What is the logic here? According to the Course, all of our suffering comes from our own guilt stemming from our attacks on God and our brothers: “guilt is…the sole cause of pain in any form” (T-30.V.2:4). But what we’ve done is project our own guilt onto others. We now see our guilt in them — in our eyes, they are the guilty ones, they are the attackers, they are the cause of our pain. This is how we usually think, is it not? In our minds, someone else is virtually always to blame for our problems; someone else is guilty of making our lives miserable.

So, now that we’ve placed our own guilt in a different “location,” so to speak, to forgive ourselves we have to direct our forgiveness to that same “location”: we have to forgive our brothers. As our passage above says, we’ve put our guilt in our brother, so “in him must your innocence now be found.” And once our innocence has been found in our brother, the guilt that was the sole cause of our pain is gone. We are free of suffering, free to remember God’s Love once again.

This makes such profound sense to me. As I look at my own life, I can see how quickly and easily I project my “sins” onto other people, how quick I am to blame others for the pain in my life. True, I can be very critical of myself as well, but if I’m honest with myself, I can see just how much resentment I feel for how the world has (supposedly) treated me. It’s not a pretty picture. It is a form of ongoing attack on my brothers, and how can I ever be truly free of pain when I’m dishing it out so much? Moreover, how can I find God when I’m so hard on His Sons? “Can you remember Him and hate what He created? You will hate his Father if you hate the Son He loves” (S-2.I.3:8-9).

The good news, though, is that I have also felt the indescribable joy of truly forgiving others. I have felt the immense weight lifted off my shoulders, the renewed sense of innocence and goodness welling up in me when I have really let go of my resentments and offered true, forgiving love to those I thought had hurt me. To me, there is no better feeling in the world. It feels like a miracle. And thank God, this experience is available to all of us.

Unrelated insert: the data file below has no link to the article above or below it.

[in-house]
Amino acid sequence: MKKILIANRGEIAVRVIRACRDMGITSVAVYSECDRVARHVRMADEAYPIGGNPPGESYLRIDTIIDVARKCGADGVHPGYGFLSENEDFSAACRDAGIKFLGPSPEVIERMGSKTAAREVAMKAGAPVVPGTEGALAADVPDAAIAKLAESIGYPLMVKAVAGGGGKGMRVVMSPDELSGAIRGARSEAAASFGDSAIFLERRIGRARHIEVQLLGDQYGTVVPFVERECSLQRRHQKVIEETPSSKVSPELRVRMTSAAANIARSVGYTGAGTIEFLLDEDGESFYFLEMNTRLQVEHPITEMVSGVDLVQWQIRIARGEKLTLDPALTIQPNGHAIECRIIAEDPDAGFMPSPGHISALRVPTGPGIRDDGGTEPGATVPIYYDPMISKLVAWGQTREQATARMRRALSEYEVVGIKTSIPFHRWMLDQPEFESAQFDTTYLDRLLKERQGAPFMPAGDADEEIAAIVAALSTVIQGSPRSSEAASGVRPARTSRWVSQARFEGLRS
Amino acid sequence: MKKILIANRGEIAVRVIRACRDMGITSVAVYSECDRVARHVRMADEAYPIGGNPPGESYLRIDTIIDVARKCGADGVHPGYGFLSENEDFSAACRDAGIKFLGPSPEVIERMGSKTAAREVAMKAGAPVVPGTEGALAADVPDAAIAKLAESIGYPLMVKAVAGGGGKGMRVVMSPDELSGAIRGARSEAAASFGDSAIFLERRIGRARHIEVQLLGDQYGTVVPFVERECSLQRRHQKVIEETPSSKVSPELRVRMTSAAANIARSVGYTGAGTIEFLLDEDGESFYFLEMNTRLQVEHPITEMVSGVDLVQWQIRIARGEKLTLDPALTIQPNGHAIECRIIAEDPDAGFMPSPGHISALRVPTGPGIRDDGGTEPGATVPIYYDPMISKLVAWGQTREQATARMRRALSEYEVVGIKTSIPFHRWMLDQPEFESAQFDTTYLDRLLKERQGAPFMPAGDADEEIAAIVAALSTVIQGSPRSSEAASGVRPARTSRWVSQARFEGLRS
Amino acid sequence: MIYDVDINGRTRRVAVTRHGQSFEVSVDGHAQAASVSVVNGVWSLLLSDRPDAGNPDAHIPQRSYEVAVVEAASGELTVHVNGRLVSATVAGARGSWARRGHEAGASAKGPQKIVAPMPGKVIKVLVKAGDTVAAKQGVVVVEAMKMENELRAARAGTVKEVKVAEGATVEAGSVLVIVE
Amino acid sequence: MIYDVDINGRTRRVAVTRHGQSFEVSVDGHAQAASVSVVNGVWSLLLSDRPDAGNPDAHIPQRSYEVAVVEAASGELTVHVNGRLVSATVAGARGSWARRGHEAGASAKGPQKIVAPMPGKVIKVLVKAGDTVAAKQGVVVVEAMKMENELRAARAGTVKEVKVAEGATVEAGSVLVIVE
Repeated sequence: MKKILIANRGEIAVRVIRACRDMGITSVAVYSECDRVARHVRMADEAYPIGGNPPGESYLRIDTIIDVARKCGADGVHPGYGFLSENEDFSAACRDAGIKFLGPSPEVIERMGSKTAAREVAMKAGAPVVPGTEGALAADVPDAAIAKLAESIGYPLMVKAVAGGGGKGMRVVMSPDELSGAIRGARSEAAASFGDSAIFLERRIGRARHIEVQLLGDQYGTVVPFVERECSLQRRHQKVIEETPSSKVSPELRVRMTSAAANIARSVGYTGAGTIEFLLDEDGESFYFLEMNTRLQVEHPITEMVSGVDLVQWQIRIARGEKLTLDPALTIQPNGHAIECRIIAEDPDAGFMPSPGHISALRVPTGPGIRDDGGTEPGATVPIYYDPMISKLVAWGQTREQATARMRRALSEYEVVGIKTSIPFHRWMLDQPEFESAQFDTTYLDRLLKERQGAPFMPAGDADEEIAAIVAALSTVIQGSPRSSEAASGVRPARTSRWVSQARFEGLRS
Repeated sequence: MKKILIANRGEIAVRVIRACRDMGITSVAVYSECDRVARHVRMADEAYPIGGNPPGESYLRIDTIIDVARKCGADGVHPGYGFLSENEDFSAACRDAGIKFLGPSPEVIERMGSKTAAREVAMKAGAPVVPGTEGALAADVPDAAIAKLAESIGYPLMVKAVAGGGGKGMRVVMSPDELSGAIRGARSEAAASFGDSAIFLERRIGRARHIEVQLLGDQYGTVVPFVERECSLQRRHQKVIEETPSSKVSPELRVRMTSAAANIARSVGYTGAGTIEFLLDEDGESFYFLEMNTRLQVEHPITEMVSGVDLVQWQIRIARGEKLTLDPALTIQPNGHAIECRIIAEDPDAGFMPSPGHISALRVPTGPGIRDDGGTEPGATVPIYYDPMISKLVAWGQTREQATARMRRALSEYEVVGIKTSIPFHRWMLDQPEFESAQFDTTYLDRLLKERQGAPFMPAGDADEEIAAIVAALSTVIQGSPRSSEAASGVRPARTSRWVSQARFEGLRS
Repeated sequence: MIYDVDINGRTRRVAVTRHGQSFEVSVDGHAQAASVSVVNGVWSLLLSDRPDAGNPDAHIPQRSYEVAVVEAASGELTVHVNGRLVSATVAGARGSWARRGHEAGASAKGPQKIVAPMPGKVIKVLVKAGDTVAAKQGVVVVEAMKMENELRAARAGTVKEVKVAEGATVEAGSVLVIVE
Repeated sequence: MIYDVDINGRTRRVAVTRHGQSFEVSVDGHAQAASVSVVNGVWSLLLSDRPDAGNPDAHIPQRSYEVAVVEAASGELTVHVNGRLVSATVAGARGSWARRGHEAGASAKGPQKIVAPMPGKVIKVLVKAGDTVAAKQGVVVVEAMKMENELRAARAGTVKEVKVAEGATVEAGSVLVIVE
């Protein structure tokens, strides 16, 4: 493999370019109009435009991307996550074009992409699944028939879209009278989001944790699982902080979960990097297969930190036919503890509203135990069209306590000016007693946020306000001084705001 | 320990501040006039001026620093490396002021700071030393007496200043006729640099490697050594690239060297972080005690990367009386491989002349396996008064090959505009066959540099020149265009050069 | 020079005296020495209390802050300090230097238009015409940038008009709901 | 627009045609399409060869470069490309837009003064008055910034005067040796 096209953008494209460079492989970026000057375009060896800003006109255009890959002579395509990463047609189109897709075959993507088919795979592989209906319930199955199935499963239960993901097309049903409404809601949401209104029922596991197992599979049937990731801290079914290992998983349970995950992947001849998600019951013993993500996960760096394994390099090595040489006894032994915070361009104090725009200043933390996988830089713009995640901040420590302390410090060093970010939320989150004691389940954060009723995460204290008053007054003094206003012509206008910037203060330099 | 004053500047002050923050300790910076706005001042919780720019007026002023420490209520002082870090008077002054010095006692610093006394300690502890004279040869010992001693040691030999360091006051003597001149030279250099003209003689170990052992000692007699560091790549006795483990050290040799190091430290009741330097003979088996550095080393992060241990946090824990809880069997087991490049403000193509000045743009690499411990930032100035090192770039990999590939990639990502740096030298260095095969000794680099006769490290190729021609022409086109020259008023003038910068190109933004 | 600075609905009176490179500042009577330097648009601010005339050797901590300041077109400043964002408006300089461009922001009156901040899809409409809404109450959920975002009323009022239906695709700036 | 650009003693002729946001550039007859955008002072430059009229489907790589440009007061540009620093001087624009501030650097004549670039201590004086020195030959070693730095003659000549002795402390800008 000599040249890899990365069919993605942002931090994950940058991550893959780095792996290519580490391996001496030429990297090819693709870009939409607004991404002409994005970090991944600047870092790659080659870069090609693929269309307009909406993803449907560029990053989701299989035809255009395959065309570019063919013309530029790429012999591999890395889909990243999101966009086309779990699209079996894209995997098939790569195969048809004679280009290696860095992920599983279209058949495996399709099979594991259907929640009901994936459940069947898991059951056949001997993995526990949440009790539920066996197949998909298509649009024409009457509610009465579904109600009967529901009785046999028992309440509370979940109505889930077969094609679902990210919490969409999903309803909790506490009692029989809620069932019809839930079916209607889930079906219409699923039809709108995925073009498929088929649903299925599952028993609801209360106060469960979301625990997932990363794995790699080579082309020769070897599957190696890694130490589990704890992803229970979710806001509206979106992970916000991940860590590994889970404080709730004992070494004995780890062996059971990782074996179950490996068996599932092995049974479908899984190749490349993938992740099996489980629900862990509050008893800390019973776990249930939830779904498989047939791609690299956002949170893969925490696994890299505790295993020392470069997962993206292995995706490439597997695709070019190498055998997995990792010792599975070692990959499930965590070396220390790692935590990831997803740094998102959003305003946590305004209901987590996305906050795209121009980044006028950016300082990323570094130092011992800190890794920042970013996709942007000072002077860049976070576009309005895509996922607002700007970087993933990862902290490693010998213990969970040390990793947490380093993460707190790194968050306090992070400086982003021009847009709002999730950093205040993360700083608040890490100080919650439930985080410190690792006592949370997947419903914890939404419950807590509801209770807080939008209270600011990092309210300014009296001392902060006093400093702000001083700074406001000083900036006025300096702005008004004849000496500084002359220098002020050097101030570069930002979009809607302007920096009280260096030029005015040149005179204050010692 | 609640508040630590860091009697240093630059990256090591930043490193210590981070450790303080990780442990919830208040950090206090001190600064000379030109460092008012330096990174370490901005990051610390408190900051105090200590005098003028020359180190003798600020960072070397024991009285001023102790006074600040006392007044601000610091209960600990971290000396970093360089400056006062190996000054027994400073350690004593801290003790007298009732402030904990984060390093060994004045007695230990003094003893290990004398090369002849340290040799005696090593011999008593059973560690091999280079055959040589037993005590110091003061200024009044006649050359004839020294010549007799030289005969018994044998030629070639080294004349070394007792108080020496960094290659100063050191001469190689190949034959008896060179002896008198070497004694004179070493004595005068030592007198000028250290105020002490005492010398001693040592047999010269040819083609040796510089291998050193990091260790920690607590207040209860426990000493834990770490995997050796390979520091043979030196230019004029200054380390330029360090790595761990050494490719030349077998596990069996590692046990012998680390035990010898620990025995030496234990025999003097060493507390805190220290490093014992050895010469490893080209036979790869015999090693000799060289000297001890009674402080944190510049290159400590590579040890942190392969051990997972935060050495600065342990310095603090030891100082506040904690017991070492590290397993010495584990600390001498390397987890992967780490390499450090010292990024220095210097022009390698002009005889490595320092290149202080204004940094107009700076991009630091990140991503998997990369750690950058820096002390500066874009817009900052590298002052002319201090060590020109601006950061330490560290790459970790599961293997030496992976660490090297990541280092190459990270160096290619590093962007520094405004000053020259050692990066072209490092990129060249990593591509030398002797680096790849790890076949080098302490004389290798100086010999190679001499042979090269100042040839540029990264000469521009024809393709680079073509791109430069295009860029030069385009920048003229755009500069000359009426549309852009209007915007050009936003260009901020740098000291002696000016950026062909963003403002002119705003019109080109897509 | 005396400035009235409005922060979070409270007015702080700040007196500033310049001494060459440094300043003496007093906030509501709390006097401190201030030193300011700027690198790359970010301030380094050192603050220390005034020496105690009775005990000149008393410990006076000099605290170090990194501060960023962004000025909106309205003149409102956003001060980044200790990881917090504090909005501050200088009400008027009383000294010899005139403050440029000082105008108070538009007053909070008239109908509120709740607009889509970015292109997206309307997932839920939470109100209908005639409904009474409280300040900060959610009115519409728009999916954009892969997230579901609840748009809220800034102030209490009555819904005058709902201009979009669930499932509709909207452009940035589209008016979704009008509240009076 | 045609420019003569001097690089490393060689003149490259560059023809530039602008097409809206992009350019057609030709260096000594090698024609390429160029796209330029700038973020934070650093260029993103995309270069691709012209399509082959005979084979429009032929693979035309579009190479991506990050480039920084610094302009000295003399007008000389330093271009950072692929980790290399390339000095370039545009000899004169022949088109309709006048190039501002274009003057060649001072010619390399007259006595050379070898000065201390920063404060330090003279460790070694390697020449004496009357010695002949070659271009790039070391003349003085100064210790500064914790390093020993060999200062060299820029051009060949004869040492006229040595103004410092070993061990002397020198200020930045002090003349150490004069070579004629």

My brief tastes of what true forgiveness brings have made it very plausible to me that forgiving my brothers completely would free me (and all of us) from suffering and bring the Love of God streaming into my soul once again. So when The Song of Prayer says, “God calls on you to save His Son from death by offering Christ’s Love to him” (S-2.I.8:3), this is a call I dearly want to answer.

To forgive my brothers, I must see past their behaviors and behold the holy Sons of God they really are

So, forgiveness of our brothers is the answer to all that ails us. But how do we forgive? According to this chapter of The Song of Prayer, we don’t have a clue. On the contrary, we are so confused about what forgiveness really means that we have twisted it into just another form of attack aimed at keeping true forgiveness away from us:

No gift of Heaven has been more misunderstood than has forgiveness. It has, in fact, become a scourge; a curse where it was meant to bless, a cruel mockery of grace, a parody upon the holy peace of God….What was meant to heal is used to hurt because forgiveness is not wanted. (S-2.I.1:1-2, 5)